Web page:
Chief executives of the world’s biggest firms left Davos on January 20th after a week of jaw-jawing in highish spirits. The mood at the annual gabfest was, if not upbeat, then at least no longer sombre. Behind closed doors, CEOs conceded that, although the war in Ukraine remains a humanitarian tragedy, the risks to the world economy look for now to be contained. Central banks have got serious about inflation. If a recession in America and Europe strikes, it should be manageable. The Chinese delegation sent the clearest signal in years that China is not just reopening after its harsh “zero-covid” regime but also reintegrating with the world. Globalisation may not be in the rudest of health, but news of its demise appeared, to the snow-swept bosses, exaggerated.
Back on earth, things look dicier. “Earnings season is going to be the confessional event,” says Jim Tierney of AllianceBernstein, an investment firm, referring to the month or so when most companies report their quarterly results. The profits of America’s banking giants, which kicked things off in the past week or so, had fallen by 20% year on year. Investment bankers received a particularly severe drubbing, as dealmaking collapsed amid economic uncertainty. In early January Goldman Sachs gave around 3,200 of its workers the boot.
Profit estimates for large American firms are plunging more precipitously than a black ski run. In the last three months of 2022 analysts revised their fourth-quarter earnings forecasts for the S&P 500 index down by 6.5%, twice as much as the typical downward revision. Wall Street’s collective wisdom about the past quarter now points to a year-on-year decline in profits, the first since the depths of the pandemic in 2020 (see chart 1).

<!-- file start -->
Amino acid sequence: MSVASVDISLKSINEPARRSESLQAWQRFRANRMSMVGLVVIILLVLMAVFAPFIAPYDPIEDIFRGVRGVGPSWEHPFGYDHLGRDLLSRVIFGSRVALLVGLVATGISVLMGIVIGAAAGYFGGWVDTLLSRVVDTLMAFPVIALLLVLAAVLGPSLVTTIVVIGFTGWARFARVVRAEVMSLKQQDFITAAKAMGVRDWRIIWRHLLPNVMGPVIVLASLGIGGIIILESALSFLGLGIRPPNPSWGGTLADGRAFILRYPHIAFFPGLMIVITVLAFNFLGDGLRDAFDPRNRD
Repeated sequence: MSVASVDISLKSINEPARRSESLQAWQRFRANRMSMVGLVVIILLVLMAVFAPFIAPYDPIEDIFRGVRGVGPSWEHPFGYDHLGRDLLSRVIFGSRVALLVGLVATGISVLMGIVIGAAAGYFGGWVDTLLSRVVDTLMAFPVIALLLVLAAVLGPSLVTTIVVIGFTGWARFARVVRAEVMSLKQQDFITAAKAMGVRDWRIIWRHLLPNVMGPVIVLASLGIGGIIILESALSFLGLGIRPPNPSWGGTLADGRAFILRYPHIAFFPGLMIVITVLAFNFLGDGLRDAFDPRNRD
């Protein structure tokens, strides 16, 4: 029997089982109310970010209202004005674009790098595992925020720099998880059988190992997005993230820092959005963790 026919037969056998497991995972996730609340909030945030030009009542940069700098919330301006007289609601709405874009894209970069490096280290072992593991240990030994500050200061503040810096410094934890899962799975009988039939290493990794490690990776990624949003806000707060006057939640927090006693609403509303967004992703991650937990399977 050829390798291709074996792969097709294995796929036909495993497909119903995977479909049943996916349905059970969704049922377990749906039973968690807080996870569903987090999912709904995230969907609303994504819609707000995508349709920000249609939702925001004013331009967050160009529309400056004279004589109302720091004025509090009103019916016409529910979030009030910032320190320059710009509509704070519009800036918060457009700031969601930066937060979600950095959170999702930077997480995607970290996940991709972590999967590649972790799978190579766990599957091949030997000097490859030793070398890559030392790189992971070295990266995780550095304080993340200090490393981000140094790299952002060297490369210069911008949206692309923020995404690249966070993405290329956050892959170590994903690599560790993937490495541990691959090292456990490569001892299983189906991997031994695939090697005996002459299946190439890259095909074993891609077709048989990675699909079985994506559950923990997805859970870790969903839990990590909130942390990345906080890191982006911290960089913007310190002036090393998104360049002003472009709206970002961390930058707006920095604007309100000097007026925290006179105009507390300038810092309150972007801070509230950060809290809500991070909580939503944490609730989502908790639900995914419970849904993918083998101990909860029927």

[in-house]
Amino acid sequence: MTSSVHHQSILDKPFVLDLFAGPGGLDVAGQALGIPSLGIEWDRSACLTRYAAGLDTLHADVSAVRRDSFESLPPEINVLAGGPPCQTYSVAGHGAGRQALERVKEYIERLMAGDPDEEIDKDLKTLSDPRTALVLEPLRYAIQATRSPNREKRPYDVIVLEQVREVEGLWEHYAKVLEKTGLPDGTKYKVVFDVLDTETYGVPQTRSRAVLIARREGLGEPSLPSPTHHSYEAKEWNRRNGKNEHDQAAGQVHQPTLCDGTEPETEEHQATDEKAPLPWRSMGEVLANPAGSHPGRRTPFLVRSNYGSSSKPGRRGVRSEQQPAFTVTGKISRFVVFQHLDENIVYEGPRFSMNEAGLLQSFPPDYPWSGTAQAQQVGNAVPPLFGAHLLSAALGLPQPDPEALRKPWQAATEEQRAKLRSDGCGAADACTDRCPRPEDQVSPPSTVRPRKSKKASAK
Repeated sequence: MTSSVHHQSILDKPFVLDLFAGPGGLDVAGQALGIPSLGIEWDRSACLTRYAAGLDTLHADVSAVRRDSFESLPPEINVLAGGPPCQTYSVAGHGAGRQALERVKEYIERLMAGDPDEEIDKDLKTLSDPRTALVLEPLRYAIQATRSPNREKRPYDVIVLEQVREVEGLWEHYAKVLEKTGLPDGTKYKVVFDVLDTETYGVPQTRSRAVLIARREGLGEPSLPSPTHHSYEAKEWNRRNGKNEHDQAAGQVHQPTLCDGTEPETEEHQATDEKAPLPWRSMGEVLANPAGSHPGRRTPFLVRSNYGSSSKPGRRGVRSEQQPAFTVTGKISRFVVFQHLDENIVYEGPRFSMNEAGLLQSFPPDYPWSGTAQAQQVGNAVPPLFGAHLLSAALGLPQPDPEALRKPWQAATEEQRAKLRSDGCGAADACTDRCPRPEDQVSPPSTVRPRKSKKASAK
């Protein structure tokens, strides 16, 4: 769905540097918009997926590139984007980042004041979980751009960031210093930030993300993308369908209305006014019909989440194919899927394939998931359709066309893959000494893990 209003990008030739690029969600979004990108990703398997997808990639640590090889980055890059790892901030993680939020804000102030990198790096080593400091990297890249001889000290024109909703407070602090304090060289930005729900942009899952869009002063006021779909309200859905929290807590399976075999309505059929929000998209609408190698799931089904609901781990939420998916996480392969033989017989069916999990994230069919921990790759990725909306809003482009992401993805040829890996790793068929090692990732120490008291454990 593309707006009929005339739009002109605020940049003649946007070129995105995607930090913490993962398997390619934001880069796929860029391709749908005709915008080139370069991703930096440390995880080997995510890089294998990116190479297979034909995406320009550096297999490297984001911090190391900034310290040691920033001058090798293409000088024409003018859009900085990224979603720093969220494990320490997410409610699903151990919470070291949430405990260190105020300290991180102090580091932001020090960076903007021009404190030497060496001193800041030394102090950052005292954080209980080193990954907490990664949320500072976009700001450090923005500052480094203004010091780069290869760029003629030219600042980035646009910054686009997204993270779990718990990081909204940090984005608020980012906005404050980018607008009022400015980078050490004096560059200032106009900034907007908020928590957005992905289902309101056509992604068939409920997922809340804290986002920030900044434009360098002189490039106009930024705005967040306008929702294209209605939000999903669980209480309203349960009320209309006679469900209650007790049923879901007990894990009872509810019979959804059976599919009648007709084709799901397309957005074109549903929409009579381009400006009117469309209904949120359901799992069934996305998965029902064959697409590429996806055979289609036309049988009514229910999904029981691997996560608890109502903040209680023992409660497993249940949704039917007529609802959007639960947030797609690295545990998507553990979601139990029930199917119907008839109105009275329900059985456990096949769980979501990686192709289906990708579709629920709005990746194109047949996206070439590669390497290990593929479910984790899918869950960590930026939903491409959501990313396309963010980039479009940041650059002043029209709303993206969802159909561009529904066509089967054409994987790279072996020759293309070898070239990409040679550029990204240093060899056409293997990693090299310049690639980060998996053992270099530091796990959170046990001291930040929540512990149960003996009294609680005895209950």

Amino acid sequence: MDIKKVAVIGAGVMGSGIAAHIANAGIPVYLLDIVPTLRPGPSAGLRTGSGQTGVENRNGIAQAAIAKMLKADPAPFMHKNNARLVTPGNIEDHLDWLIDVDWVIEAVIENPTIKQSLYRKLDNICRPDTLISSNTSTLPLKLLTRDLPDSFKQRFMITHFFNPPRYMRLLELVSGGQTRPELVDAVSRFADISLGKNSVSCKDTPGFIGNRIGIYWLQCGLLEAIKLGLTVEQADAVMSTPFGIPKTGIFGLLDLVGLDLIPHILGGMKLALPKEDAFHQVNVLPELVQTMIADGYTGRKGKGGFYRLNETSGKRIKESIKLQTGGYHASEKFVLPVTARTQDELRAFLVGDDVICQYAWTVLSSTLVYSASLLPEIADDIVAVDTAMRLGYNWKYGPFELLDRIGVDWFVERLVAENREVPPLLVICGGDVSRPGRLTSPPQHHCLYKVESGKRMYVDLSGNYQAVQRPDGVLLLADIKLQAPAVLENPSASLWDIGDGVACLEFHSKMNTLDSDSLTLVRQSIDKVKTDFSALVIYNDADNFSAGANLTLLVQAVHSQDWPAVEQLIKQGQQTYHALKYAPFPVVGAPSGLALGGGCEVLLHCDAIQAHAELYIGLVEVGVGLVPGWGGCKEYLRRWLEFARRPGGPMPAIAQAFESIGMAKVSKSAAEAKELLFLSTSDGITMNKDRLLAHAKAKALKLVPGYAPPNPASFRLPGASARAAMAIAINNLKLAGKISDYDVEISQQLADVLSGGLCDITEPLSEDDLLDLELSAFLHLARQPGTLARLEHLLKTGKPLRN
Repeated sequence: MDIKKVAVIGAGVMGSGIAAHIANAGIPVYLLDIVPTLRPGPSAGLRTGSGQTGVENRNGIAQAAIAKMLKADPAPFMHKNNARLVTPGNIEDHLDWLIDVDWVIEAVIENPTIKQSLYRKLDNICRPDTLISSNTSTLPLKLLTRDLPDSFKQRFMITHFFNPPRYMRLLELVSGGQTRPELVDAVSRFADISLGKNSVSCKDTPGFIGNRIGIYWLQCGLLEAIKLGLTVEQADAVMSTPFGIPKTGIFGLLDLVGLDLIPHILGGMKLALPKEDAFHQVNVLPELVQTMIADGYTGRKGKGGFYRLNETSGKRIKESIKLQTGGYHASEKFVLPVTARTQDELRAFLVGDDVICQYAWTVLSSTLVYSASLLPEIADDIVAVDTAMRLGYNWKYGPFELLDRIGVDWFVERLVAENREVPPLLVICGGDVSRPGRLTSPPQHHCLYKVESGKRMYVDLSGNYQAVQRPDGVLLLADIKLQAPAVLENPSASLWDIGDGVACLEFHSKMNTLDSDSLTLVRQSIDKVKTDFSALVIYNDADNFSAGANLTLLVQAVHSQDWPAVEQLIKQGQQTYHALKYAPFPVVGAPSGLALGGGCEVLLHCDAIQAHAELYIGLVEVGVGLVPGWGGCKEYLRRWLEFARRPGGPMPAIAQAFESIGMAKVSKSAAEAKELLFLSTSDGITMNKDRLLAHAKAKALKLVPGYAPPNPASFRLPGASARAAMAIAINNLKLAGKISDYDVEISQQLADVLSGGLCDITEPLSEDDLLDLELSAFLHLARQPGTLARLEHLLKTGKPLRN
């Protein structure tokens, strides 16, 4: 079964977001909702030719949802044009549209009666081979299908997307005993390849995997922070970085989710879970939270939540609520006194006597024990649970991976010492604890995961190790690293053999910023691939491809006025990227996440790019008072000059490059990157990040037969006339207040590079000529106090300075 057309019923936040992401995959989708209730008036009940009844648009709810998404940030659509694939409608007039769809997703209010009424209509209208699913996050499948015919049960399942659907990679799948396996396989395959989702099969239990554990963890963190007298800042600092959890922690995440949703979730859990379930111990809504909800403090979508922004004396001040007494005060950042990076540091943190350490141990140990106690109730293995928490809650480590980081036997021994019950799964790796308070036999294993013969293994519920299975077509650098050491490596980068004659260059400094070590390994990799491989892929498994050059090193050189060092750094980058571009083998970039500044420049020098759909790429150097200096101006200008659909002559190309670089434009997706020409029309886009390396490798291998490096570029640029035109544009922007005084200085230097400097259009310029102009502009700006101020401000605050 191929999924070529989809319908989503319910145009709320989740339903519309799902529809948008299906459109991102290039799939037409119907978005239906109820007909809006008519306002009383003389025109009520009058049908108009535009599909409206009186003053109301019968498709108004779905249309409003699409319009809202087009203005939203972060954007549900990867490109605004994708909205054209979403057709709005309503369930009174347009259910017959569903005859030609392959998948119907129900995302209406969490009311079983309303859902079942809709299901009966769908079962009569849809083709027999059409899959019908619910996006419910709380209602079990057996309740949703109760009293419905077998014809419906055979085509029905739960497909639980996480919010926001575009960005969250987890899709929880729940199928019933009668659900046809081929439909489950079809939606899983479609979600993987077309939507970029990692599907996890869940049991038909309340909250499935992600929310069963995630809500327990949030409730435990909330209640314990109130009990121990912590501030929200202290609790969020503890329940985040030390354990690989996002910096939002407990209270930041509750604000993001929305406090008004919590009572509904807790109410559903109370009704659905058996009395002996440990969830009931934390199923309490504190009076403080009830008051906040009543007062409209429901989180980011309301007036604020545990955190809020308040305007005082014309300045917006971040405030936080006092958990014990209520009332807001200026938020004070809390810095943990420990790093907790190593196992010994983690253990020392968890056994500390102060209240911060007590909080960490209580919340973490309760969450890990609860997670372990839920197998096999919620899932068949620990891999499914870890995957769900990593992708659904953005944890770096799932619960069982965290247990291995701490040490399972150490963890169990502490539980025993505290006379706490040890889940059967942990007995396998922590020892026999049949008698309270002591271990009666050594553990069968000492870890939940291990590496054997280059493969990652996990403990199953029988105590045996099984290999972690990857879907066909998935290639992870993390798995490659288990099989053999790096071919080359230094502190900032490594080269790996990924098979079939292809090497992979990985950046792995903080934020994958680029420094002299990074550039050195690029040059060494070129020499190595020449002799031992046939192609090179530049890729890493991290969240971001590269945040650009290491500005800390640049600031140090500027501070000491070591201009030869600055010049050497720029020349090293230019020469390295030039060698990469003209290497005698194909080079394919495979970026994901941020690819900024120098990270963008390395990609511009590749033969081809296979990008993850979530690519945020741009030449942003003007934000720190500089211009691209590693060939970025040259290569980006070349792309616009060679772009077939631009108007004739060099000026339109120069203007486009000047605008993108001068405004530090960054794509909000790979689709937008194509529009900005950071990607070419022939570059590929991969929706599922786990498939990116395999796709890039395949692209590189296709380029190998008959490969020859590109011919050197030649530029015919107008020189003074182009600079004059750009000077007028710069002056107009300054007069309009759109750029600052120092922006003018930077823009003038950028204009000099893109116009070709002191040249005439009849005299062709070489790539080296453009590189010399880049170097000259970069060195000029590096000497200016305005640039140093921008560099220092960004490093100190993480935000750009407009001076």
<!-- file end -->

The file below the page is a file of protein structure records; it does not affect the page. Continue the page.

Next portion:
For many companies, costs are rising faster than sales. Businesses are finding that it is harder to resist wage rises than to persuade customers to bear rising costs. This will compress margins at a rate that has yet to be fully digested by analysts, who collectively still predict profits to grow in 2023. If the American economy does slide into a recession, as many economists expect, profits will almost certainly slide further still. Since the second world war earnings per share have fallen by an average of 13% around periods of economic contraction, calculates Goldman Sachs.
The first thing to which firms will be confessing is the weariness of consumers. In firms’ conference calls with analysts at the end of last year, many spoke of weak demand, as shoppers reined in spending on discretionary items. Procter & Gamble, whose products range from nappies and detergents to dental floss, has reported falling sales volumes across its businesses in the fourth quarter. It managed to meet earnings expectations only because it increased prices by 10%—and plans further rises in February.